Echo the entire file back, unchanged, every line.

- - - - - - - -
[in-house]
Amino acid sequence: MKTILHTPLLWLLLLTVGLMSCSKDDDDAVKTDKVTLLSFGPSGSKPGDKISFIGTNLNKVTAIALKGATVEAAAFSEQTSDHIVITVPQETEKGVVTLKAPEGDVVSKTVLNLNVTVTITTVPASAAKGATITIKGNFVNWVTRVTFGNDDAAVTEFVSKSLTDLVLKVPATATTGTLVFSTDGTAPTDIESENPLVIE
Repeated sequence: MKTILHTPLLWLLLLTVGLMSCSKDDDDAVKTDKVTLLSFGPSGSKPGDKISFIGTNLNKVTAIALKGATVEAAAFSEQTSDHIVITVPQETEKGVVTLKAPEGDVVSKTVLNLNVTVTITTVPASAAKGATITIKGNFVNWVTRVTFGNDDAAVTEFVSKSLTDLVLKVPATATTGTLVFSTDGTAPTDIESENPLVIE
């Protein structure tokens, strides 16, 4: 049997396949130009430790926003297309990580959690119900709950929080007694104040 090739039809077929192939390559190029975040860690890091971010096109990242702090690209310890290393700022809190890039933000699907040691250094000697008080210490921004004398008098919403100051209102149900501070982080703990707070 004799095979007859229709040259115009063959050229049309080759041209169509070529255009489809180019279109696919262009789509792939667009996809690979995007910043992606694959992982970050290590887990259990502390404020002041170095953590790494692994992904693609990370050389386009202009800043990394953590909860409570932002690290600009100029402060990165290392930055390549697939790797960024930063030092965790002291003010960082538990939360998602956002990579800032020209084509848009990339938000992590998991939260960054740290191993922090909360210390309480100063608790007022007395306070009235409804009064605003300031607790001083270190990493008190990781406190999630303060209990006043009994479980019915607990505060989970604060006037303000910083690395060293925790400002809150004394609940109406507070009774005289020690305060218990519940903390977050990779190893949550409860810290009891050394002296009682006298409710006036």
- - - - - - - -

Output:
[in-house]
Amino acid sequence: MKTILHTPLLWLLLLTVGLMSCSKDDDDAVKTDKVTLLSFGPSGSKPGDKISFIGTNLNKVTAIALKGATVEAAAFSEQTSDHIVITVPQETEKGVVTLKAPEGDVVSKTVLNLNVTVTITTVPASAAKGATITIKGNFVNWVTRVTFGNDDAAVTEFVSKSLTDLVLKVPATATTGTLVFSTDGTAPTDIESENPLVIE
Repeated sequence: MKTILHTPLLWLLLLTVGLMSCSKDDDDAVKTDKVTLLSFGPSGSKPGDKISFIGTNLNKVTAIALKGATVEAAAFSEQTSDHIVITVPQETEKGVVTLKAPEGDVVSKTVLNLNVTVTITTVPASAAKGATITIKGNFVNWVTRVTFGNDDAAVTEFVSKSLTDLVLKVPATATTGTLVFSTDGTAPTDIESENPLVIE
């Protein structure tokens, strides 16, 4: 049997396949130009430790926003297309990580959690119900709950929080007694104040 090739039809077929192939390559190029975040860690890091971010096109990242702090690209310890290393700022809190890039933000699907040691250094000697008080210490921004004398008098919403100051209102149900501070982080703990707070 004799095979007859229709040259115009063959050229049309080759041209169509070529255009489809180019279109696919262009789509792939667009996809690979995007910043992606694959992982970050290590887990259990502390404020002041170095953590790494692994992904693609990370050389386009202009800043990394953590909860409570932002690290600009100029402060990165290392930055390549697939790797960024930063030092965790002291003010960082538990939360998602956002990579800032020209084509848009990339938000992590998991939260960054740290191993922090909360210390309480100063608790007022007395306070009235409804009064605003300031607790001083270190990493008190990781406190999630303060209990006043009994479980019915607990505060989970604060006037303000910083690395060293925790400002809150004394609940109406507070009774005289020690305060218990519940903390977050990779190893949550409860810290009891050394002296009682006298409710006036």